STOCKHOLM — The head of the Lutheran Church of Sweden has expressed his sympathies with Catholics around the world.
Archbishop Martin Modeus wrote on Twitter that “our churches have different traditions and our ways of thinking have sometimes differed, but Benedict XVI had a great impact on the rapprochement of Lutherans and Catholics in the last 50 years.”
NEW YORK — A U.S. advocacy organization is mourning the death of a “true friend of the Jewish people” in Pope Emeritus Benedict XVI.
The American Jewish Committee said in a statement Saturday that “Benedict continued the path of reconciliation and friendship with world Jewry blazed by his predecessor, John Paul II.”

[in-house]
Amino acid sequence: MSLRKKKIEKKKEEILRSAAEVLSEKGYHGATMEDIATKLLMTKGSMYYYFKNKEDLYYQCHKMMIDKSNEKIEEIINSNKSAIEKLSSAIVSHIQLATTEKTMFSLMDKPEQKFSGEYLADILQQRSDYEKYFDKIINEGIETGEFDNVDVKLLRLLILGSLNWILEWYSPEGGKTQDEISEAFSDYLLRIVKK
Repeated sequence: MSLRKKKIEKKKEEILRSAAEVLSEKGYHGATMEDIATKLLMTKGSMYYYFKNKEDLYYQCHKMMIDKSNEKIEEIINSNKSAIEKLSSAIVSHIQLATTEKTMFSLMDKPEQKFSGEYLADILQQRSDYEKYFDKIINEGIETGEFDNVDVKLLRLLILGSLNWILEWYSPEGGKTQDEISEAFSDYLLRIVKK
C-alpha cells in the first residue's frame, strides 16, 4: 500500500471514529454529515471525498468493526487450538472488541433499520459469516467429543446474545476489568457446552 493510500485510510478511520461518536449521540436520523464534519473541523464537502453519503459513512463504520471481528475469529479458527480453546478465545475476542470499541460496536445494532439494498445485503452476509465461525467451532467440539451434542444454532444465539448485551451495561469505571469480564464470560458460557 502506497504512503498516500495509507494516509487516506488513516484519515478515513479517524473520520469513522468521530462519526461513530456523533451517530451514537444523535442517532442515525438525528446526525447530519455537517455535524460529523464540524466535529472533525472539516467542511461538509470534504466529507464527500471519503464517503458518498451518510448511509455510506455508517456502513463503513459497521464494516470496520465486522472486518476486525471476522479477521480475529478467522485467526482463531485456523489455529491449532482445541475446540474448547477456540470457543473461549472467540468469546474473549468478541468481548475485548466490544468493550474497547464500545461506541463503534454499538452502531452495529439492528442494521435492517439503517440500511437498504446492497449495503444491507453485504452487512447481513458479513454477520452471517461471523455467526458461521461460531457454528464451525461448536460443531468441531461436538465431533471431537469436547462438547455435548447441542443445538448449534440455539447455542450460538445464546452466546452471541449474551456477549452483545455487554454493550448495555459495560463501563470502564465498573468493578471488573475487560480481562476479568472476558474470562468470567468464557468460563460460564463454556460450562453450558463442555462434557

The organization noted that Benedict had “paid homage in Auschwitz” to the victims of the Holocaust and had made an official visit to Israel.
It said that “he condemned antisemitism as a sin against God and man, and he emphasized the unique relationship between Christianity and Judaism.’
BERLIN — Germany’s president is praising the late Pope Benedict XVI’s dedication to dialogue between Christian denominations and with other religions.
President Frank-Walter Steinmeier said in a message of condolences to Pope Francis that “the election of a pope from the motherland of the Reformation and an intellectual who had made the dialogue between faith and reason his life’s task was an important signal for many people around the world.”
Steinmeier said that the German-born pontiff “particularly cared about the unity of Christendom and the dialog of religions, the connection between religion and society.” He added that “he sought dialog with Jews and Muslims and with all Christian denominations worldwide.”